Posted: 8 Jul 2008
Date Written: November 1995
Analysis of the 1992 American National Election Study (ANES) data indicates that the House bank scandal reduced the vote for House incumbents by approximately five percentage points. The scandal mainly affected the small subset of voters who were most offended by bank overdrafts and who did not assume that their representative had a clean record. Fortunately for members who had written bad checks, voters who knew about the transgression were least disposed to be outraged by it, while the voters most disposed to outrage were also most inclined to believe the guilty were innocent. The explanation for these curious patterns is that voters who faced the option of condemning an incumbent they otherwise appreciated or dismissing the offense as inconsequential often chose the latter course. The damage was also moderated by partisanship; voters of the incumbent's party showed a strong tendency to err in the incumbent's favor in assessing involvement in the scandal. The classical theory of cognitive dissonance readily explains both phenomena.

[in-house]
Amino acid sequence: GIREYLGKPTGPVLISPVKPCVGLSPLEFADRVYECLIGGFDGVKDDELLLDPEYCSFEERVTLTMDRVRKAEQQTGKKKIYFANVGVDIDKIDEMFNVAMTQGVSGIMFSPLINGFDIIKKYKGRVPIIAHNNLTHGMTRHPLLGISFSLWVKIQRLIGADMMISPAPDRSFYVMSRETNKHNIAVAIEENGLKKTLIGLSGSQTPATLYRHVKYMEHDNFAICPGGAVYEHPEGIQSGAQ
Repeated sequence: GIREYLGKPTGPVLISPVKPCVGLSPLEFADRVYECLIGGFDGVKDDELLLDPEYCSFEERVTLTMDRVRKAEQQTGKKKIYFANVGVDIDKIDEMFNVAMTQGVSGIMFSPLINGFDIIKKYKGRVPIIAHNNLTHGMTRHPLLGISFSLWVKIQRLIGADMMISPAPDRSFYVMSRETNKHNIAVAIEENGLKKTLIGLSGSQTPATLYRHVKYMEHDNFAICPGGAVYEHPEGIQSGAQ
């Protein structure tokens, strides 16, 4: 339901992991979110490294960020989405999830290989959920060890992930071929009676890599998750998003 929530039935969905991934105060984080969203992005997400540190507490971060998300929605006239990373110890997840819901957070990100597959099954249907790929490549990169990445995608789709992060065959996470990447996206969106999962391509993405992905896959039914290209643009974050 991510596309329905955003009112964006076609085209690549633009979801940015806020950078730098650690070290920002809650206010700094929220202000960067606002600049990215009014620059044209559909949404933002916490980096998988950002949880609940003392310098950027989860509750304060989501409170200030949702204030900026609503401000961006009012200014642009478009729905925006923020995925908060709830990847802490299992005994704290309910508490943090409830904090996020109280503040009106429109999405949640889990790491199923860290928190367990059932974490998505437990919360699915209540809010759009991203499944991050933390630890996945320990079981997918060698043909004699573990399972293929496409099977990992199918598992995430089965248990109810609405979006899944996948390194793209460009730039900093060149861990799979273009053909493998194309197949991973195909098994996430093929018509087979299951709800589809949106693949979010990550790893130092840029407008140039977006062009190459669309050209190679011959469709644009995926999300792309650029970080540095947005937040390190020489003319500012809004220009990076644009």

Suggested Citation: Suggested Citation
Dimock, Michael A. and Jacobson, Gary C., Checks and Choices: The House Bank Scandal's Impact on Voters in 1992 (November 1995). Available at SSRN: https://ssrn.com/abstract=1156917